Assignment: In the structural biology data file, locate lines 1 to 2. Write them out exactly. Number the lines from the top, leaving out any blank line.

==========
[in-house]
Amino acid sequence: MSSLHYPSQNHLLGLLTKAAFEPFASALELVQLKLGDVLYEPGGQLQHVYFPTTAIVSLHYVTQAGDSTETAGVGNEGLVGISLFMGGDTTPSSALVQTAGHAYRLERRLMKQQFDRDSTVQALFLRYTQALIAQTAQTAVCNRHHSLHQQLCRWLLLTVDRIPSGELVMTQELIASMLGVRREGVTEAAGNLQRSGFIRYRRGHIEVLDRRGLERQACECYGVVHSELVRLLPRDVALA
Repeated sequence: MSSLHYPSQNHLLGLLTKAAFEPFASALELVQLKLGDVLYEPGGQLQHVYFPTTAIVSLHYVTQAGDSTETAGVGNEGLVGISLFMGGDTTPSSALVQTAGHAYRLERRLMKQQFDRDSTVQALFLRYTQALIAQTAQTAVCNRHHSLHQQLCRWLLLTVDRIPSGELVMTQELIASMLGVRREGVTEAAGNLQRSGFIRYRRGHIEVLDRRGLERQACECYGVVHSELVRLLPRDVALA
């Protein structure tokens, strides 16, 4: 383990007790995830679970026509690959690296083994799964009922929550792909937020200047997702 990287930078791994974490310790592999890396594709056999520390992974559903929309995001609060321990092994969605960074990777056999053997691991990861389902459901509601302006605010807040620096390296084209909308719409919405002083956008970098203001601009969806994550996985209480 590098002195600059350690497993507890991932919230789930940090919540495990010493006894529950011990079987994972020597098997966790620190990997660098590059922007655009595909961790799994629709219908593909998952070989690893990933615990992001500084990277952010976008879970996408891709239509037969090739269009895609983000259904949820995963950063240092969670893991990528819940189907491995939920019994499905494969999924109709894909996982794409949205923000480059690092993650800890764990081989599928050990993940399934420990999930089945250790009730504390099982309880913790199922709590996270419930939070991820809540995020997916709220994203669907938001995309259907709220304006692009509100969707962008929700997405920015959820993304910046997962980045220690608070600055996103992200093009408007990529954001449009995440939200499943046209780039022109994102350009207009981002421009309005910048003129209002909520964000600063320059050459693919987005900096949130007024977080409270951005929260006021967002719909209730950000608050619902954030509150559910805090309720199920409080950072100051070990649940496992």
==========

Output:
[in-house]
Amino acid sequence: MSSLHYPSQNHLLGLLTKAAFEPFASALELVQLKLGDVLYEPGGQLQHVYFPTTAIVSLHYVTQAGDSTETAGVGNEGLVGISLFMGGDTTPSSALVQTAGHAYRLERRLMKQQFDRDSTVQALFLRYTQALIAQTAQTAVCNRHHSLHQQLCRWLLLTVDRIPSGELVMTQELIASMLGVRREGVTEAAGNLQRSGFIRYRRGHIEVLDRRGLERQACECYGVVHSELVRLLPRDVALA